The basic gist is that the Ringmaster lets the PCs ask him three questions to try and catch him in a lie, and he'll always answer truthfully questions about the Harrowed realm, he'll always lie about himself, and if he doesn't know the answer to a question and can't pry it from a PC's mind with his Detect Thoughts, he simply makes up a reasonable and confidant-sounding lie.

Ultimately, he doesn't consider Sense Motive checks or spells like detect lies to be "proving" he's lied; after all, he only has the one wizard's claim that he's cast anything, and a sense motive check is just a glorified hunch.

Here are a few suggestions:
Logical Paradox: Players can use two of their questions to create a logical paradox to trap the Ringmaster on his third question, as he'll always give a definite answer, even if there are multiple correct answers. Think three-card monte or the old "Can god create a rock so heavy even he can't lift it" schtick.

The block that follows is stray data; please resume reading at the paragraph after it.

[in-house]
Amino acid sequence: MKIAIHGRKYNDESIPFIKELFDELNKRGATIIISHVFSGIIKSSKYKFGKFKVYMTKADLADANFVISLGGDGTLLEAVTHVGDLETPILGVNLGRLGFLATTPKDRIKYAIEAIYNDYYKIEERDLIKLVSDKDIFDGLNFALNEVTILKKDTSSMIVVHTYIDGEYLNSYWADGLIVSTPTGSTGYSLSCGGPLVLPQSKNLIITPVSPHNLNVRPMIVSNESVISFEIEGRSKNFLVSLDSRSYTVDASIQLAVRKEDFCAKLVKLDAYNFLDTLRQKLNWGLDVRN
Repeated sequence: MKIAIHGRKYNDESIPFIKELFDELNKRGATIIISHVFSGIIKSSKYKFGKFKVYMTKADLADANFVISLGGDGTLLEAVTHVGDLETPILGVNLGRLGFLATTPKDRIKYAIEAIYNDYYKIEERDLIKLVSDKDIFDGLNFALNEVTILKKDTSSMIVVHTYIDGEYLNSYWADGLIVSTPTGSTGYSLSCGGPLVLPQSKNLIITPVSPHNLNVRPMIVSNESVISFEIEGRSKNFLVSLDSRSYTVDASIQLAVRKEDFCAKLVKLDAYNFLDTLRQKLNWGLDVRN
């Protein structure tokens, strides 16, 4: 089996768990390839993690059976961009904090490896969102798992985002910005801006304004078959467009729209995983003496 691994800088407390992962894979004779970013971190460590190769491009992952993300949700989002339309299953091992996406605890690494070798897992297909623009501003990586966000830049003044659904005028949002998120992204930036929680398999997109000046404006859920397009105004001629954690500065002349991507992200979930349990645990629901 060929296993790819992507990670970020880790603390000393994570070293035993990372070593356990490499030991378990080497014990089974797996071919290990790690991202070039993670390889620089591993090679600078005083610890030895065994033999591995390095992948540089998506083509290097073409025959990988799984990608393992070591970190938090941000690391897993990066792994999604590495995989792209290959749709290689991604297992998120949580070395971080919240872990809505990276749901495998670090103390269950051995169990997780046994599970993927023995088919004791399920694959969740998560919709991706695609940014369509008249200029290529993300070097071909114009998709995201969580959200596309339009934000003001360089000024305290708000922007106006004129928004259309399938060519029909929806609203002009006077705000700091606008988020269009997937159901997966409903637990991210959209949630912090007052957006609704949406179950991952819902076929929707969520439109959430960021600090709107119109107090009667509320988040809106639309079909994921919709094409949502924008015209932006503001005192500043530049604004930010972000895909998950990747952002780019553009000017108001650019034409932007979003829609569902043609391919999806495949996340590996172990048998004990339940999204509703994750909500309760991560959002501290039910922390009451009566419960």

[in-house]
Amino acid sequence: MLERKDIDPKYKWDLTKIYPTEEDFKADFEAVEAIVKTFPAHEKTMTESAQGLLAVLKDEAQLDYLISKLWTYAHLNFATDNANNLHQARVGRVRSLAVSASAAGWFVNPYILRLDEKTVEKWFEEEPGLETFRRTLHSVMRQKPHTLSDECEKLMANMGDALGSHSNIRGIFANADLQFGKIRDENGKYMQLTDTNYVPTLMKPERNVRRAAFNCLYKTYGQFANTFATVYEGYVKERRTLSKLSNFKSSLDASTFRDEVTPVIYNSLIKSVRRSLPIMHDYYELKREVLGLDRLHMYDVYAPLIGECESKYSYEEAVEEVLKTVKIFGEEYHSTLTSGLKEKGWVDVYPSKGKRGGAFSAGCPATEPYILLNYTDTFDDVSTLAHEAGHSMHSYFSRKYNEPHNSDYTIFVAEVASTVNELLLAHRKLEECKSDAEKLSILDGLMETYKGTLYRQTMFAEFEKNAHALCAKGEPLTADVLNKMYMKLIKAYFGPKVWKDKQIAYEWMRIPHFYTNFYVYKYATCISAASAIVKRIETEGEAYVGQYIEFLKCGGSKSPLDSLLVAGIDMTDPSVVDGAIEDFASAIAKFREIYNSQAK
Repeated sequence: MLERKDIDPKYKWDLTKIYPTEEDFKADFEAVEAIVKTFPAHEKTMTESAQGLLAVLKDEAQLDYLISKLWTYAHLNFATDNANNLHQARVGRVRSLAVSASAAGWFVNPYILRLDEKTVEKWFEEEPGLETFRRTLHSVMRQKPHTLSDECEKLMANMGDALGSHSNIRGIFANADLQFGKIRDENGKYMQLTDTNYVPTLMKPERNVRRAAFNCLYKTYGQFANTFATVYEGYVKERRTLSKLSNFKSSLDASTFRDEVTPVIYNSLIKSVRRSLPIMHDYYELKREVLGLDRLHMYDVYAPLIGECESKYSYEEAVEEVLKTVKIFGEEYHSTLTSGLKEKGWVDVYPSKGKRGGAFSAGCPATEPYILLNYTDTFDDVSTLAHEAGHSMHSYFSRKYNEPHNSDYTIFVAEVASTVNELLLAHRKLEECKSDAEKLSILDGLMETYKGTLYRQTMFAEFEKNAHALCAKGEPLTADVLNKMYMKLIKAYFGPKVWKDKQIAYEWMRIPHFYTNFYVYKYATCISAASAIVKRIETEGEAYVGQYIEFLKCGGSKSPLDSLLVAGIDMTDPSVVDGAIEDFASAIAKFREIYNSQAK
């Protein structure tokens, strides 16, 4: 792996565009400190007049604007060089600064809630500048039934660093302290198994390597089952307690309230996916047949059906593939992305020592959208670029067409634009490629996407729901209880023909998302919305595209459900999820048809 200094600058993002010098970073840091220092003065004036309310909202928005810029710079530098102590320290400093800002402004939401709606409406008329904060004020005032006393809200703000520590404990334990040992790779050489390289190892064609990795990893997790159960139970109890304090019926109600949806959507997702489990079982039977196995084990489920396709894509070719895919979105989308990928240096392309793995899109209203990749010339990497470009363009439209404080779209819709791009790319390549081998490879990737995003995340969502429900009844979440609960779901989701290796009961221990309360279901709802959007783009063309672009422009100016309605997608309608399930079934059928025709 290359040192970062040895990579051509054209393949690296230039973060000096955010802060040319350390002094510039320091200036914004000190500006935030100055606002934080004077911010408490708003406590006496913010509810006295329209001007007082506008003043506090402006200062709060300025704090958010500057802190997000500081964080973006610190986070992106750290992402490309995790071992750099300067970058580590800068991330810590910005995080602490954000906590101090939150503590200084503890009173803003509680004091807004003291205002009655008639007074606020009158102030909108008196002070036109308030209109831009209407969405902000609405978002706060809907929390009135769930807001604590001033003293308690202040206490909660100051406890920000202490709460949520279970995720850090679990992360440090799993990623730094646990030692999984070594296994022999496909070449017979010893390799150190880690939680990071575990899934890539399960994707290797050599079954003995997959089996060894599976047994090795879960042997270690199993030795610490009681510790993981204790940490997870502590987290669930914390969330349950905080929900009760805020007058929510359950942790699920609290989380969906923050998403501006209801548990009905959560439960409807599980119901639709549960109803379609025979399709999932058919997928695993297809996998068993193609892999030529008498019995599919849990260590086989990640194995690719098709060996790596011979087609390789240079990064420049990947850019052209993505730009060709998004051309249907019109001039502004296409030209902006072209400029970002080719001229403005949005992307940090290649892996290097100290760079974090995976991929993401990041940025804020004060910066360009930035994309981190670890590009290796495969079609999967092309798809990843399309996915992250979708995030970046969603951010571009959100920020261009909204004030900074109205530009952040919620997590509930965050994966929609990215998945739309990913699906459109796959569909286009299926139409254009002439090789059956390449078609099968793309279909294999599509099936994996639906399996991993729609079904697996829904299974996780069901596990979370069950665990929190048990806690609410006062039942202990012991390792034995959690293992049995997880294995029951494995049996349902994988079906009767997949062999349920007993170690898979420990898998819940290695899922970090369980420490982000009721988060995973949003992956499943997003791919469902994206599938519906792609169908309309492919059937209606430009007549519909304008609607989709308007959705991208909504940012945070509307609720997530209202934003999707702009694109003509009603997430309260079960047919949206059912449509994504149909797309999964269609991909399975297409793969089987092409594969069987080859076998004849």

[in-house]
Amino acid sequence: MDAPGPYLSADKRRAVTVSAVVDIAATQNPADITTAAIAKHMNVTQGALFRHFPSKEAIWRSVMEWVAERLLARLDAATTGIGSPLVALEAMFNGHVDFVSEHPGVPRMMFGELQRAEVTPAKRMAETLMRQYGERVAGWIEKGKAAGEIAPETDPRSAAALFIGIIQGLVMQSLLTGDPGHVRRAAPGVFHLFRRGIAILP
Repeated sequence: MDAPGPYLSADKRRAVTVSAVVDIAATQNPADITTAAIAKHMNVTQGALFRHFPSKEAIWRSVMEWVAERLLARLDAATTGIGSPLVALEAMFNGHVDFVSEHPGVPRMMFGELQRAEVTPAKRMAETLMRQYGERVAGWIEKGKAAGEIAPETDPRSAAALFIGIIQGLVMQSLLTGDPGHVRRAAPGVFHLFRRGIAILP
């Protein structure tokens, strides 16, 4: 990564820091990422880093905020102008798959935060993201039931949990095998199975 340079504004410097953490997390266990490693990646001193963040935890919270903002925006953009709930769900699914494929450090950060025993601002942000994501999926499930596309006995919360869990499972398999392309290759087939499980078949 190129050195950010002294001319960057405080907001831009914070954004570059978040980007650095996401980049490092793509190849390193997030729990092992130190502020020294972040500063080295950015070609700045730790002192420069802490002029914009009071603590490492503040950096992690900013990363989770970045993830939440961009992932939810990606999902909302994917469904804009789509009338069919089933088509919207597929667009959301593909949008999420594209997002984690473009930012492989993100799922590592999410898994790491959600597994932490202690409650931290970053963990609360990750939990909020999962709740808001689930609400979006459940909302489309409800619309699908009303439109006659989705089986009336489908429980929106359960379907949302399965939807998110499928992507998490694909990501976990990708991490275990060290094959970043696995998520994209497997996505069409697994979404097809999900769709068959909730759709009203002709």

Knowledge Skills: Since the ringmaster will always make up a lie about any subject he's uncertain about, PCs can simply use knowledge skills to pose questions they might be able to answer correctly but he can't. As the ringmaster can detect thoughts at will, though, it's better if a PC who doesn't know the answer asks the question, trusting a teammate to be able to answer it.

Trickery: The classic unsolvable riddle is simply "What have I got in my pocket," but between the Ringmaster's ability to detect thoughts and the vagueness of that specific question, it's unlikely to trap him (He can simply answer "lint", after all). Still, a PC with a high Will save or magical protection from mind reading may be able to stump him with simply questions like "Which hand is the marble in" or "How many coins am I carrying?" PCs can also use Sleight of Hand to change the answer to questions like this after the Ringmaster has responded.